Ericsson (NASDAQ:ERICY) offers yet another hopeful sign that the telecom industry is returning from the dead. The telecom equipment giant's first-quarter figures, like those from peersMotorola (NYSE:MOT) and Qualcomm (NASDAQ:QCOM), blew the doors off analysts' predictions. But Fools take note: The turnaround is already built into Ericsson's share price.

In its usually weak first quarter, Ericsson returned to a net profit and pumped out sales equivalent to $3.63 billion, an 8.5% year-on-year increase. Even better, the Swedish big hitter drove home a whopping gross margin of 44.7%. That's more than 10% above first-quarter 2003 gross margins and 4% above the fourth quarter. That kind of profitability exceeds even that seen back in Ericsson's heyday in 1999.

Sustaining those margins is not impossible. Ericsson is now a lean company, and thanks to a fruitful alliance with Sony (NYSE:SNE), it no longer has to beef up its handset business alone. Meanwhile, Ericsson is enjoying growing demand, especially in its area of strength -- hardware for wireless networks. A hearty congratulations should go to Ericsson's cost-conscious CEO, Carl-Henric Svanberg, for successfully revamping the business.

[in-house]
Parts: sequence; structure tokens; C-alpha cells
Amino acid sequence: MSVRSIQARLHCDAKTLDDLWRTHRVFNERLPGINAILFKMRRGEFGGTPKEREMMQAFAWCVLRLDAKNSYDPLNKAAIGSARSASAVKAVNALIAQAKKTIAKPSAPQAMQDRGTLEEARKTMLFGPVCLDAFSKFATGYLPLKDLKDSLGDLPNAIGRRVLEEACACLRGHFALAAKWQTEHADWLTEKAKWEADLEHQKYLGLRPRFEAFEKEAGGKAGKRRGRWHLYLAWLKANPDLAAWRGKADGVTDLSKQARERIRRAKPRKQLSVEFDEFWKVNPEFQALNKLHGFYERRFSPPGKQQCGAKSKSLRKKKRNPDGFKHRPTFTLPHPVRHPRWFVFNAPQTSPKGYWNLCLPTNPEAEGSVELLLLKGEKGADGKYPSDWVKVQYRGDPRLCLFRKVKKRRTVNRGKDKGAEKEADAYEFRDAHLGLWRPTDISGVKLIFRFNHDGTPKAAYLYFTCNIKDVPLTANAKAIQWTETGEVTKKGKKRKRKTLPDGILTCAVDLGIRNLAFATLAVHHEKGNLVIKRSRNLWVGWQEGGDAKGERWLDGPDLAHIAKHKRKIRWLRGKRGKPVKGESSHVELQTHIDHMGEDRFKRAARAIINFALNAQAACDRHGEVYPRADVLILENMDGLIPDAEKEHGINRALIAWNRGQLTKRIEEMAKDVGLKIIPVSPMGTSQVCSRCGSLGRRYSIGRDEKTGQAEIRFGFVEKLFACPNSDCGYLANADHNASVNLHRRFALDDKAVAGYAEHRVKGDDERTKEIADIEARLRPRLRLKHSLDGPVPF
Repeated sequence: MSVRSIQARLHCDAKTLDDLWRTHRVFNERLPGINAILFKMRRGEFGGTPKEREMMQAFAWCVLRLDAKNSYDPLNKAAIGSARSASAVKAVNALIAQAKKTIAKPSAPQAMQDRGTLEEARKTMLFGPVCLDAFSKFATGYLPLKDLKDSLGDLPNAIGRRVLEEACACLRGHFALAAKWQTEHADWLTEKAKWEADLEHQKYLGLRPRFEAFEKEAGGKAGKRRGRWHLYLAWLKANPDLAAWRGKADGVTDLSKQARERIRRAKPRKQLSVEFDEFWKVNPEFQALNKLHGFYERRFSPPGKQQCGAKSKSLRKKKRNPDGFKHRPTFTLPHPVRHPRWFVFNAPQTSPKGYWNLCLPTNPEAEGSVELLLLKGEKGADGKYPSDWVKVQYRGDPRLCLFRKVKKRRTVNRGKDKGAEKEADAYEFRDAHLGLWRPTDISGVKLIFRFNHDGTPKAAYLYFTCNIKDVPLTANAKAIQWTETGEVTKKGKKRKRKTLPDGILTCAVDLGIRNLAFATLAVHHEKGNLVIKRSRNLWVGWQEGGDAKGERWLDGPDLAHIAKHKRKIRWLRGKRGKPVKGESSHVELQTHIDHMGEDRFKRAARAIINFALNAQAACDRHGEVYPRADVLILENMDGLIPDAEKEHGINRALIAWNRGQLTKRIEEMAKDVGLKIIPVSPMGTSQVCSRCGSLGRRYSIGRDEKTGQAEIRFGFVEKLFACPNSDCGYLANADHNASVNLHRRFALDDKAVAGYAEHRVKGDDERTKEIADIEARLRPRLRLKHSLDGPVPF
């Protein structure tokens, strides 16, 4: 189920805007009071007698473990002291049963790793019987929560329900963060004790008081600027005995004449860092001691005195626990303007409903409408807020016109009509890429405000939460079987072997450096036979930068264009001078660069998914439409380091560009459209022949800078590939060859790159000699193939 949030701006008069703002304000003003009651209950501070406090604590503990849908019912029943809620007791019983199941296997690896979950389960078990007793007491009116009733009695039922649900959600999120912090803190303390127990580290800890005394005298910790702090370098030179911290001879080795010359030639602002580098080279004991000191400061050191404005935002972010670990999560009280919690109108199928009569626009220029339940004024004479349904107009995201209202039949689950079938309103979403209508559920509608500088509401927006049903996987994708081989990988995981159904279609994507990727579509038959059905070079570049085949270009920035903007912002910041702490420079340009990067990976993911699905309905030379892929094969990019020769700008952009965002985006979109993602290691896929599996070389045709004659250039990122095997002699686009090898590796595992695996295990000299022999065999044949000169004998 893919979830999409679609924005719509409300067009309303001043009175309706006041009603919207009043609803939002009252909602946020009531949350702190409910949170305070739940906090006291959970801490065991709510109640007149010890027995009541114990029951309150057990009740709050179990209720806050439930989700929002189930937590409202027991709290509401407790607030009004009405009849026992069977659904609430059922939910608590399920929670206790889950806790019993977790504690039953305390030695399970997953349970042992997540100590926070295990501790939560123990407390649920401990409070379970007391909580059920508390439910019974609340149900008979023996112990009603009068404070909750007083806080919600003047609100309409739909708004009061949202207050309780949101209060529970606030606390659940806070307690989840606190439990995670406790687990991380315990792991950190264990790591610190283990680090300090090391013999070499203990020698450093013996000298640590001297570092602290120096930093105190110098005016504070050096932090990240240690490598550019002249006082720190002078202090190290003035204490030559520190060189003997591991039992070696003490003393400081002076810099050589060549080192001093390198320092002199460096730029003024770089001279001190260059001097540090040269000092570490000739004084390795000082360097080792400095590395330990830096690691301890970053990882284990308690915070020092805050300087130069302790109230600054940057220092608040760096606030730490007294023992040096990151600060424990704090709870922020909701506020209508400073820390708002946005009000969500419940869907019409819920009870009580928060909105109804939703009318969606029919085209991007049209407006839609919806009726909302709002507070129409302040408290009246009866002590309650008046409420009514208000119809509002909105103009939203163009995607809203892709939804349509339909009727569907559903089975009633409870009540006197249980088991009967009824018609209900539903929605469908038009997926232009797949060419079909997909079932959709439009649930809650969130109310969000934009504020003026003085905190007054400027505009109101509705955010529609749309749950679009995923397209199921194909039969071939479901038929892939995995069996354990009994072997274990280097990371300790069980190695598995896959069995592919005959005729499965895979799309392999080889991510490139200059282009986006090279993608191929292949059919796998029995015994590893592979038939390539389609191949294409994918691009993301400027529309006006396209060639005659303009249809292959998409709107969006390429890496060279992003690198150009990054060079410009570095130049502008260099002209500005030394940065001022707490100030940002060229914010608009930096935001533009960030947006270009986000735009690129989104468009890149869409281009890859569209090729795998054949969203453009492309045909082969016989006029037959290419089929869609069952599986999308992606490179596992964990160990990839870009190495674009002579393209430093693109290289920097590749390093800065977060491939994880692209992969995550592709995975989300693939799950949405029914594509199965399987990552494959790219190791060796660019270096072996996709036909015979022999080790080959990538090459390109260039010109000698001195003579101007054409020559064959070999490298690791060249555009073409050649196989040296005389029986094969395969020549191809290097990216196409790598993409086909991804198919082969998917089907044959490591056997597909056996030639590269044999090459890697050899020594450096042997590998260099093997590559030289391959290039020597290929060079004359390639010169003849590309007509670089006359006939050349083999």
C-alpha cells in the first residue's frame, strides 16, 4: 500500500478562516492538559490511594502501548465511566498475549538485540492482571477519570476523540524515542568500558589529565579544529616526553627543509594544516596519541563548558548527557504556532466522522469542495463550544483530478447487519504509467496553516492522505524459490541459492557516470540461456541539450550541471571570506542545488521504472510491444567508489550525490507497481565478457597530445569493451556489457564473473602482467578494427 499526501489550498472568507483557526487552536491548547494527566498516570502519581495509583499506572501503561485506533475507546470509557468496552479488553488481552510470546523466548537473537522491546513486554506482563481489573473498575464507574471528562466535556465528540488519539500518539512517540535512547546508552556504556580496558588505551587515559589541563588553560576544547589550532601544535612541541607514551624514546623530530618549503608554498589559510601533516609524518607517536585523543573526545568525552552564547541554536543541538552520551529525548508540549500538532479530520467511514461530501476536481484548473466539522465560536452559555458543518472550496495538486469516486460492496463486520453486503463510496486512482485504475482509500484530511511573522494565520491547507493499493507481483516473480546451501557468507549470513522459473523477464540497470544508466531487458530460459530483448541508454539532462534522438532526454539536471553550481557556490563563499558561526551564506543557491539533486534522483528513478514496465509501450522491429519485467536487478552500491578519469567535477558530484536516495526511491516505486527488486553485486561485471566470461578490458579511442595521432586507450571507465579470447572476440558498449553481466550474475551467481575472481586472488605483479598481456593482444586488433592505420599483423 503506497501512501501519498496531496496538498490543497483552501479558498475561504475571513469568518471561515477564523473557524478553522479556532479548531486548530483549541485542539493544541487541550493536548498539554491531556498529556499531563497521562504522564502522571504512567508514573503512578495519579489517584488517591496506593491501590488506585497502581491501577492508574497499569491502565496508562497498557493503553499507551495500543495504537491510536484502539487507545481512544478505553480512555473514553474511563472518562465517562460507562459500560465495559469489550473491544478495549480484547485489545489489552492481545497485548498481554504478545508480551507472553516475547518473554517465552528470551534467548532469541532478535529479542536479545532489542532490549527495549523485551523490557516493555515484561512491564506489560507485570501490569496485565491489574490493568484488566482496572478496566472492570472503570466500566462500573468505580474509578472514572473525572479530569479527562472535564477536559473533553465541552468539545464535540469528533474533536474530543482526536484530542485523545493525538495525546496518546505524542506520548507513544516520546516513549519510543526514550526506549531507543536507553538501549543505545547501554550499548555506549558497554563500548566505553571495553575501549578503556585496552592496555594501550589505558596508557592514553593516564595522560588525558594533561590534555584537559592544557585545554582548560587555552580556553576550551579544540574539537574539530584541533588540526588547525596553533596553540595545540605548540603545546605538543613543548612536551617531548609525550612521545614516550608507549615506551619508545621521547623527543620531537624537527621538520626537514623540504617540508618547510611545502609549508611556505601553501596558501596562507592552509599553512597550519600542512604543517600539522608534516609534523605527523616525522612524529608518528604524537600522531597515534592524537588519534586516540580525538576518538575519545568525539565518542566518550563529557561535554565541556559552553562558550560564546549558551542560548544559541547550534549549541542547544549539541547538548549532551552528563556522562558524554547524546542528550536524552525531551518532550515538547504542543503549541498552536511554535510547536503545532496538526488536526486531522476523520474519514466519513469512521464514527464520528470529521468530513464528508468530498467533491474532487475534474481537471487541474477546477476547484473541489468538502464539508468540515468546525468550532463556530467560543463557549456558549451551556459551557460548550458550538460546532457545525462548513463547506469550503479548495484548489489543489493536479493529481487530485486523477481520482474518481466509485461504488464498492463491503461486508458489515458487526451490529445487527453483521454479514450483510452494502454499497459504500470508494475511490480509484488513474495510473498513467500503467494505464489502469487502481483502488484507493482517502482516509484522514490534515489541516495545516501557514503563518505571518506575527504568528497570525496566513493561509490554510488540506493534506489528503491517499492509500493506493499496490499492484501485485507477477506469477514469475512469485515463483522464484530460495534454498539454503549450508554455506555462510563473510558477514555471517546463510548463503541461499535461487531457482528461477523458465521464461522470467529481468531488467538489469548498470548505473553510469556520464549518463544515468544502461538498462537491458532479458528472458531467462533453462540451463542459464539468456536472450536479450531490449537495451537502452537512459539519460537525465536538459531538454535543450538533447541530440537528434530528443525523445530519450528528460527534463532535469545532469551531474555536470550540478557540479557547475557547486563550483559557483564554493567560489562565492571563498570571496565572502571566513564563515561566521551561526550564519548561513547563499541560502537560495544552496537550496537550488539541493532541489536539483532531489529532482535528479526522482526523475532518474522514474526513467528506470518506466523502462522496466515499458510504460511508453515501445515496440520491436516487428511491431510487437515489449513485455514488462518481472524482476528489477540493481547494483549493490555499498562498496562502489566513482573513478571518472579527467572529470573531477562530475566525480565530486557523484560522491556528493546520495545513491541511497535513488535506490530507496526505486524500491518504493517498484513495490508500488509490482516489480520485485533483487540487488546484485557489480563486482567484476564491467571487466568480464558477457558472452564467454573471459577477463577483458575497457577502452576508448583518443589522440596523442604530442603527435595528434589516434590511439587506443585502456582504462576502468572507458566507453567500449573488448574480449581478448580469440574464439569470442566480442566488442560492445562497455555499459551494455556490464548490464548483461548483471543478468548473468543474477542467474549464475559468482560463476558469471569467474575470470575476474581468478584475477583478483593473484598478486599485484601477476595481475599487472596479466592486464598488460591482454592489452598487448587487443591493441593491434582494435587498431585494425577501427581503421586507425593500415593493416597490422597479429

Competition from players Nortel Networks (NYSE:NT) and Nokia (NYSE:NOK) will surely become fiercer. But the biggest problem is that Ericsson's price, up 80% already in 2004, looks like a lofty valuation, even if the company can sustain those great big margins. Predicting the spending habits of big telecom service companies such as SBC Communications (NYSE:SBC), Verizon (NYSE:VZ), and Vodafone (NYSE:VOD) is a risky game, and the outlook for third-generation "3G" wireless technology remains hazy. Assuming anything less than a huge overnight uptake in the latest 3G technology, the shares are selling out of whack with free cash flow. Ericsson now trades on a hefty enterprise value-to-free cash flow multiple of 27. Despite the strong first-quarter results, it doesn't look like a good bet here.

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Fool contributor Ben McClure doesn't own shares of any of the companies mentioned in this article.